Thursday, January 24, 2013

You Should Probably Play This: ASA: A Space Adventure Review

You Should Probably Play This is my positive review column. In it, I'll review a game that I think needs more attention. It may be an obscure oldie, something that was released recently with little fanfare, or something that was badly received on release but has since been made better. This time: An adventure... in space.

You know what the main failing of Myst was?  It wasn't set in space.  I know, it's an obvious flaw, but I guess Cyan just didn't playtest their game enough.  Luckily, a Frenchman from France has come out of... France to mend this issue with ASA: A Space Adventure.  At this point in the review you probably already know whether you're interested in the game or not, but I'll continue just for the heck of it.

How peaceful.
ASA: A Space Adventure is a game by Simon Mesnard in the grand tradition of first-person adventure games such as Myst, Dark Fall, and The Last Express.  This means three things, effectively: 1. First-person exploration.  2. A focus on challenging puzzles.  3. A world constructed out of pre-rendered images in a slideshow style.  ASA delivers on all of those, you lovers of this sort of game will be glad to know.

I don't know what the name of the spaceman you play is, so I'm going to call him Egbert.  One day, Egbert is hanging around the outside of the space station he's stationed at (repairing it, I think), when he sees a strange black cube float by.  As Kubrick aficionados know (the name of the game is not accidental), black rectangles in space are super awesome and also strangely seductive, so Egbert jumps off his space station and grabs onto the cube, floating into space and eventually running out of oxygen and passing out.  Egbert wakes up inside of a clean, white, probably Apple-built space station of mysterious origin.  From there you have to explore, solve puzzles, and figure out what's going on, while reading journals by the last person to end up here.
Aw man, I want one of those giant triangle ball things with a chair on the inside.  I would sit in it and pretend I was flying an alien spaceship and it would be awesome.  You don't even know.
Although I mentioned exploration, ASA isn't quite as non-linear as Myst.  One of the things that's quite unique about Myst is that it used a hub-based system, so if you got tired of a puzzle or world you could meander back to Myst Island and go do something else.  That's one of the few comparisons to Myst that ASA doesn't follow, however.  Although you have a bit of freedom of where you go and what you do, and there's a sense of exploration due to the nature of the game, for the most part there's a general order to do the puzzles in, even if it's not explicitly laid out in a straight line.  It's not a negative point, exactly, but it does mean that if you run up against a wall, you have to keep beating it with your face until it falls over.
I refuse to reference Space Oddity in this review.
Speaking of puzzles, how are they?  Well, quite good for the most part!  They have that adventure game problem of them sometimes seeming a bit out of place (why exactly do I have to arrange a color swatch to turn on a light?) but it's not really jarring in a game focused on puzzles instead of story.  They're quite varied: You'll have to decode an alien language, hack a computer, do the aforementioned color swatch thing and more.  And those are just early-game puzzles.  The puzzles are overall quite challenging right out of the gate, and they capture that "aha!" feel when you figure something out, so they should be pleasing to puzzlers.  For the most part the puzzles feel logical and hit that sweet spot that balances difficulty and actually making sense.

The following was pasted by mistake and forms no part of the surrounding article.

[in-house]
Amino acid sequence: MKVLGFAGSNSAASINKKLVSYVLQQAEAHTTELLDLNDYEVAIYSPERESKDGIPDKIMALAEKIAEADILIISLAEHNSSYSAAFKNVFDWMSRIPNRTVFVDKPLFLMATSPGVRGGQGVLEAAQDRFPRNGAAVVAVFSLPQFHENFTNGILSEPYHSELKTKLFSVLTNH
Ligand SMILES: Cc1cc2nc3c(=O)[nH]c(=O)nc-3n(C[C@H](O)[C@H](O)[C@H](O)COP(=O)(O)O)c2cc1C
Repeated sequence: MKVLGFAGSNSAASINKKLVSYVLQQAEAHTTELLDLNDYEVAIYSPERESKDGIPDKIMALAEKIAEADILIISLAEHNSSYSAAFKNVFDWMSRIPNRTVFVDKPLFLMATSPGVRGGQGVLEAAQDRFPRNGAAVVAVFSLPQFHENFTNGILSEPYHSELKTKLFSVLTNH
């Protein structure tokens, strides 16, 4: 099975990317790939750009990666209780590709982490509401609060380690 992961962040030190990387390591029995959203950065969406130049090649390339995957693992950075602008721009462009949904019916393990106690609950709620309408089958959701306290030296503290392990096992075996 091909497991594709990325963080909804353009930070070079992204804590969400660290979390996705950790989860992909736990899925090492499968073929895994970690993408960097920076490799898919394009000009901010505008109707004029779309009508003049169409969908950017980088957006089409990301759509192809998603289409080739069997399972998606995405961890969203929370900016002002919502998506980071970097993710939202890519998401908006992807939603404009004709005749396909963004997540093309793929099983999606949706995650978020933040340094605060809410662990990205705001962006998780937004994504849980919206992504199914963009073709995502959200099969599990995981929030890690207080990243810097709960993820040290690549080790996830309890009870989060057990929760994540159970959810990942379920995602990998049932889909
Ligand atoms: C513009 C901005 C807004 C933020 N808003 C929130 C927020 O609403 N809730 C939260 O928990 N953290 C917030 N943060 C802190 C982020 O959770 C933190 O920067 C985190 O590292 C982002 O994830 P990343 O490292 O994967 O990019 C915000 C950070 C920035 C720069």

As I previously mentioned, ASA uses pre-rendered 3D graphics set up like a slideshow.  For modern gamers it might feel a bit dated, but I'm sure it'll please those who loved that style of game.  The images themselves are very high quality and look quite nice. There are rough edges in a couple of areas where the lighting makes it hard to see anything or the perspective is a bit odd (there was one area with a sort of fisheye that made me feel really short), but for the most part the environments are detailed and the images are crisp and high quality.
Riiiiiveeeeeen flaaaashbaaaaaack
I did notice a couple of visual issues that actually impacted gameplay, though.  There are occasionally some cursor issues: There was one room where the cursor got stuck on the "turn right" graphic no matter where you moved it, and there are a couple of cases where the direction you click doesn't seem to coincide with the direction you move.  In addition, I had an issue in one specific area due to a graphical issue.  See, you need to drag a plug into an outlet.  The problem however, is that you've never had to drag anything else in the game at that point, and the plug doesn't move when you click and drag on it.  This left me just clicking on the plug and wondering why nothing was happening, until I finally realized that you had to click on the plug, then mouse over the outlet and release, at which point the graphic would change to the plug being in the outlet.

Overall ASA is a very solid puzzle game with hard puzzles and an interesting enough plot to give a sense of purpose to everything.  It's not perfect, but it will most definitely scratch the itch of anyone looking for a good puzzle game, so check it out if it sounds like your kind of thing.  Various places to buy it from are laid out on the game's site.


  1. I had my eye on this one, since I like Mystlikes and I like the shiny visual style :P. It's on Greenlight as well.

    I'll probably have to give it a go at some point.

    1. I actually sort of had a hard time talking about the game. It's a solid Mystlike, so if you like Myst you'll probably like it and if you don't you probably won't. It is shiny, though. :3